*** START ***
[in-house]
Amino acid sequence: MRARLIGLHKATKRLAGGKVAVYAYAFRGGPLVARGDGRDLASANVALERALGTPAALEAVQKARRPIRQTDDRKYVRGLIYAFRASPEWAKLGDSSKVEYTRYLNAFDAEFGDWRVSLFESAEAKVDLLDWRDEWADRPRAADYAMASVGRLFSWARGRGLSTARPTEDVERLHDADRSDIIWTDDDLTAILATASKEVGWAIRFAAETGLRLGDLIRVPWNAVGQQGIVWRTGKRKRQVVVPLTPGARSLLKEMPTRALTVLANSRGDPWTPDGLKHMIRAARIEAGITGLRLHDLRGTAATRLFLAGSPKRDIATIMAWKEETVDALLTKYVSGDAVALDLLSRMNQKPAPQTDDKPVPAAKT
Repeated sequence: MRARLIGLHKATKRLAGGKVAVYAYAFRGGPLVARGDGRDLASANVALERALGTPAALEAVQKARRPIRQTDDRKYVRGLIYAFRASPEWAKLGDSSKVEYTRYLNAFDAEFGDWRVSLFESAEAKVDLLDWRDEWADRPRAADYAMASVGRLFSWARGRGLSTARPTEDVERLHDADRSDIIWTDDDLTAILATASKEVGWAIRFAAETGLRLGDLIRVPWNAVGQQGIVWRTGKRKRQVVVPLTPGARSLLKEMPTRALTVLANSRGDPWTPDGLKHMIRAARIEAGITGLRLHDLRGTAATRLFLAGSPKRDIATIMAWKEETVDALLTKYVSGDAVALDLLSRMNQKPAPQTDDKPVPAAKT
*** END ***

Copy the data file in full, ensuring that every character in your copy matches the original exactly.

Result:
[in-house]
Amino acid sequence: MRARLIGLHKATKRLAGGKVAVYAYAFRGGPLVARGDGRDLASANVALERALGTPAALEAVQKARRPIRQTDDRKYVRGLIYAFRASPEWAKLGDSSKVEYTRYLNAFDAEFGDWRVSLFESAEAKVDLLDWRDEWADRPRAADYAMASVGRLFSWARGRGLSTARPTEDVERLHDADRSDIIWTDDDLTAILATASKEVGWAIRFAAETGLRLGDLIRVPWNAVGQQGIVWRTGKRKRQVVVPLTPGARSLLKEMPTRALTVLANSRGDPWTPDGLKHMIRAARIEAGITGLRLHDLRGTAATRLFLAGSPKRDIATIMAWKEETVDALLTKYVSGDAVALDLLSRMNQKPAPQTDDKPVPAAKT
Repeated sequence: MRARLIGLHKATKRLAGGKVAVYAYAFRGGPLVARGDGRDLASANVALERALGTPAALEAVQKARRPIRQTDDRKYVRGLIYAFRASPEWAKLGDSSKVEYTRYLNAFDAEFGDWRVSLFESAEAKVDLLDWRDEWADRPRAADYAMASVGRLFSWARGRGLSTARPTEDVERLHDADRSDIIWTDDDLTAILATASKEVGWAIRFAAETGLRLGDLIRVPWNAVGQQGIVWRTGKRKRQVVVPLTPGARSLLKEMPTRALTVLANSRGDPWTPDGLKHMIRAARIEAGITGLRLHDLRGTAATRLFLAGSPKRDIATIMAWKEETVDALLTKYVSGDAVALDLLSRMNQKPAPQTDDKPVPAAKT